So what's changed from the start of your 100 day time out? What did you expect?

My promise was to let him prove my misgivings unfounded. To be open-minded. I tried. Even when he was (somewhat prematurely, it turns out) chomping at the bit to spend his new political capital, I was willing to wait (anxious, yes, but willing) and see how he spent it. More than that though, I was waiting to see if once he had no elections left to lose, he would grow up, reach out, listen to the dissenters (acknowledge that they too are the people he's supposed to be working for), and stop doing what his extremist base demanded of him. It's not happening. The extremists are only gaining more power and he's not stopping them. He insulates himself, and although he has absolutely nothing to lose by letting the MSM ask him some tough questions, he refuses. Even if you think he has something to lose (policy, legacy, whatever), it's cowardly.

I'm not sure how the events of Abu Ghraib would have any affect on your pledge of unity to the second term.

Bush had an opportunity to ensure those up the food chain were held responsible. The report that just came out, clearing Top Army officers of any negligence, is symptomatic of a wrong-headed attitude. I don't respect it.

Edward, I suspect you don't like the man, you don't like the party and you are dissatisfied with the direction of the country as it impacts your situation.

Not sure I have an opinion on him personally at all, actually. Never met him. I know I don't respect his isolationist approach to the presidency. I don't respect his cowardly performances at "press conferences." I don't respect the fact that he won't assume responsibility for his administration's mistakes. And yes, I feel that these failings do impact the direction the nation is heading in, and it bothers me.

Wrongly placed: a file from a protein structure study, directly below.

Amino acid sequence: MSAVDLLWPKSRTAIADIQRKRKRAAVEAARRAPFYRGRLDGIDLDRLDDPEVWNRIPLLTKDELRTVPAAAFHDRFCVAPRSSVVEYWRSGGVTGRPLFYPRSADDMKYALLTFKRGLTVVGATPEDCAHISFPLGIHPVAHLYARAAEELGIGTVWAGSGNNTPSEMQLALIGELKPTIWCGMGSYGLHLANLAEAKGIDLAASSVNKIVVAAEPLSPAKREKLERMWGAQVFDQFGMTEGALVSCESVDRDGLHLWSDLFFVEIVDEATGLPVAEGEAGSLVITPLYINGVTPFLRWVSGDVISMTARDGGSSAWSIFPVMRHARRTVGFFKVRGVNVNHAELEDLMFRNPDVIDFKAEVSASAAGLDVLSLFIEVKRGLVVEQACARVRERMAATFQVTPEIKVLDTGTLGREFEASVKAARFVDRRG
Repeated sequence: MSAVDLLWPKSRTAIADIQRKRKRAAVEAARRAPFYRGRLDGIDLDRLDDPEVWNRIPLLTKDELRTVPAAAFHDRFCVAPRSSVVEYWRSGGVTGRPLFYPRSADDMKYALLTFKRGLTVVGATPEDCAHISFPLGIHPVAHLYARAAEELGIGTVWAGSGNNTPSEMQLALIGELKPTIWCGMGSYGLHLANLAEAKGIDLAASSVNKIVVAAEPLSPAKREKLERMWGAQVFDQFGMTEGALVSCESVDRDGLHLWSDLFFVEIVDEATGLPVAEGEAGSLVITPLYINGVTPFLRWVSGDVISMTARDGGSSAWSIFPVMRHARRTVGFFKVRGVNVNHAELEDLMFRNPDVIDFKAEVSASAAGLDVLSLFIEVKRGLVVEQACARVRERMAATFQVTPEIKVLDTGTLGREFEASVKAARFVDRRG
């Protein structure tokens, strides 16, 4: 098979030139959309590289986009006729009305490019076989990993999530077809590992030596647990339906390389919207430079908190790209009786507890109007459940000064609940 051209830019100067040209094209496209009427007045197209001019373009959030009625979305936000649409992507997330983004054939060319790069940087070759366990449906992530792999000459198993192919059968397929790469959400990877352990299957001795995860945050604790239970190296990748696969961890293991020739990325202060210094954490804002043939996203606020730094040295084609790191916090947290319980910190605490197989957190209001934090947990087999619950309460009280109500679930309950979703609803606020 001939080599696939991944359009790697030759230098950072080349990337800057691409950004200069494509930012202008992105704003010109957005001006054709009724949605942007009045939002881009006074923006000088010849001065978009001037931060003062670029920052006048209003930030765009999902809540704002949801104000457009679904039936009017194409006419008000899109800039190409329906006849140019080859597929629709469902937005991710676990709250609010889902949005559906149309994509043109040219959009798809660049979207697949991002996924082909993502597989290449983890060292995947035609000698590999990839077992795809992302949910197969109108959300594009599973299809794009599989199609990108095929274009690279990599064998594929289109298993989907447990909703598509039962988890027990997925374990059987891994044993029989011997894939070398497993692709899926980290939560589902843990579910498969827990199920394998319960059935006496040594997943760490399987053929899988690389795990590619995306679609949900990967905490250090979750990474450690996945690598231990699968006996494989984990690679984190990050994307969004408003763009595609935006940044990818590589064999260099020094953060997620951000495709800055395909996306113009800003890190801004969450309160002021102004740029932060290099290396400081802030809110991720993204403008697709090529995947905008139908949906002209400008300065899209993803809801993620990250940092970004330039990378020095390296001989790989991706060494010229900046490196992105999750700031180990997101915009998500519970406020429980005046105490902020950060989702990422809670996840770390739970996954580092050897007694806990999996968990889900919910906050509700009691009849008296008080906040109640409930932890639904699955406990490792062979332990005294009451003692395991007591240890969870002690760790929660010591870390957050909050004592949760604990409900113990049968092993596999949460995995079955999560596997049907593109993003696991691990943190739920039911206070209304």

Civil unions - maybe. Means testing - maybe. War - sometimes. Socialism - a little. Minority rights - not always. Big business - keep watch. Church and State - church AND state. Conservative nominations - up or down.

Marriage for all - eventually. Means testing - maybe. War - last resort only. Socialism - enough to fix the health care crisis and keep seniors from living in poverty. Minority rights - equal opportunities. Big Business -don't let the fox watch the hen house. Church and State - (yours is perfect). Conservative nominations - not always up or down vote...Brown is an utter nightmare...the minority deserves some tools to at least try to prevent monsters from being appointed.